In October 2015, the organization opened their Family and Youth Opportunity Center (known as the Opportunity Center) near their international headquarters in Sterling. Pfeiffer added, “We always dreamed of having our own center. And our dream came true.”
But they can’t do it alone. INMED’s list of partners is long. Some include the Bill and Melinda Gates Foundation, Mondelēz International Foundation, U.S. Agency for International Development, Johnson & Johnson, Healthy Families America and Sabin Vaccine Institute/Global Network for Neglected Tropical Diseases. A sampling of local supporters includes Cyrus One, HITT Contracting, The Builders Foundation, Community Foundation for the National Capital Region, Virginia Department of Social Services, Loudoun County Government and 100 Women Strong. Media sponsors include WTOP-FM, WINC-FM, Loudoun Now and Fairfax County Times.
Their work also got the attention of the Freddie Mac Foundation. In 1994, INMED was able to convince the giant enterprise to support their program locally. INMED also works with Loudoun County Department of Family Services, and they are part of Healthy Families Virginia, which allows INMED to receive funding from state, county and private resources.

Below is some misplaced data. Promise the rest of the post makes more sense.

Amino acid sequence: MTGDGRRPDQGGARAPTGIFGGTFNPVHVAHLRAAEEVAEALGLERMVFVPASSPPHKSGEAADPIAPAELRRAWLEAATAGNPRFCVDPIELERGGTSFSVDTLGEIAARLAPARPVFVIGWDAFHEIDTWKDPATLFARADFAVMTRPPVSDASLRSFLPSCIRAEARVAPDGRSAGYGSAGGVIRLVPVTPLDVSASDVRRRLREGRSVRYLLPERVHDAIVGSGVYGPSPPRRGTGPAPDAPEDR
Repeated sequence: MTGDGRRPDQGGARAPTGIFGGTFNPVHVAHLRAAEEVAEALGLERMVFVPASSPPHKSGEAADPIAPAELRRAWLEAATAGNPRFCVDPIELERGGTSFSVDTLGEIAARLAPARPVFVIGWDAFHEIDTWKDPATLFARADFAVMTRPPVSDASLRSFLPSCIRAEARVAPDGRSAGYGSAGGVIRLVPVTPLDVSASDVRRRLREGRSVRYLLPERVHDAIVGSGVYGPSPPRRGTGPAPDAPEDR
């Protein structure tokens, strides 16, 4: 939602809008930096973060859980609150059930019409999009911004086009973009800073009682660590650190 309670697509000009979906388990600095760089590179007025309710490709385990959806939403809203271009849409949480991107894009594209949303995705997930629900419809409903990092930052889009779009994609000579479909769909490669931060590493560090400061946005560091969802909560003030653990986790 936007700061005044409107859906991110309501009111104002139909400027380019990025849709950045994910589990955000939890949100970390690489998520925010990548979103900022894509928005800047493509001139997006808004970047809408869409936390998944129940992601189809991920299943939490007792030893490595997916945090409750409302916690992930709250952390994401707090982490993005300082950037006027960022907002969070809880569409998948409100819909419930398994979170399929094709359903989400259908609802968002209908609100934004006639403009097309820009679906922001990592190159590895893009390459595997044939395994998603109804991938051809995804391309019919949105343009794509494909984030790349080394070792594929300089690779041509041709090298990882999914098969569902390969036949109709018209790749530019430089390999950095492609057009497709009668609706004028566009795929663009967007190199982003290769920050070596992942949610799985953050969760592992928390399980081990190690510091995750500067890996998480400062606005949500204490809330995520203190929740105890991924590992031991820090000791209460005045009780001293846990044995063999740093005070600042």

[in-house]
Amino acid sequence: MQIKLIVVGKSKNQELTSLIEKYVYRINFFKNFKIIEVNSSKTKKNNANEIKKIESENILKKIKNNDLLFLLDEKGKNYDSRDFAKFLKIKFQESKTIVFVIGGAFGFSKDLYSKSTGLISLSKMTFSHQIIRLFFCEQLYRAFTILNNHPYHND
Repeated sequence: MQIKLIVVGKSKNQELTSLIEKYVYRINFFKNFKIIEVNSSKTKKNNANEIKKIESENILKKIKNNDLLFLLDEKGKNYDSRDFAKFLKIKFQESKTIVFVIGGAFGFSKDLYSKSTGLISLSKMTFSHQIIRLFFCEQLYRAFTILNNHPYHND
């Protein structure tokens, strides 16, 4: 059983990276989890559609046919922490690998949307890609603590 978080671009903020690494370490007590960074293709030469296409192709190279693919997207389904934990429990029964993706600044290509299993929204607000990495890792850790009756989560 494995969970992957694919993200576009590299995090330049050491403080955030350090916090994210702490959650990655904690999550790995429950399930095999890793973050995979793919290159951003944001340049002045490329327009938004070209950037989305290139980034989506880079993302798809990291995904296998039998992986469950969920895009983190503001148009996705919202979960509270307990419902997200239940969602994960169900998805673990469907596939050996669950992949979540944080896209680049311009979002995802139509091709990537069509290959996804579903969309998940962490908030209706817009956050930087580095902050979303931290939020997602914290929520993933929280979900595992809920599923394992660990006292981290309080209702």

Prior to opening the Opportunity Center, INMED programs were held in various churches and community centers. Now at the Opportunity Center, after school academic programs are run for elementary age children who are referred by their schools for extra help. They work closely with guidance counselors. Sixty to 70 percent of these students are on the school lunch program, which puts them on the poverty level. Enrichment classes include art, yoga, sports and a host of practical programs for parents on budgeting, nutrition and parenting. Summer camps are also offered, and there is a revolving art exhibit from local schools.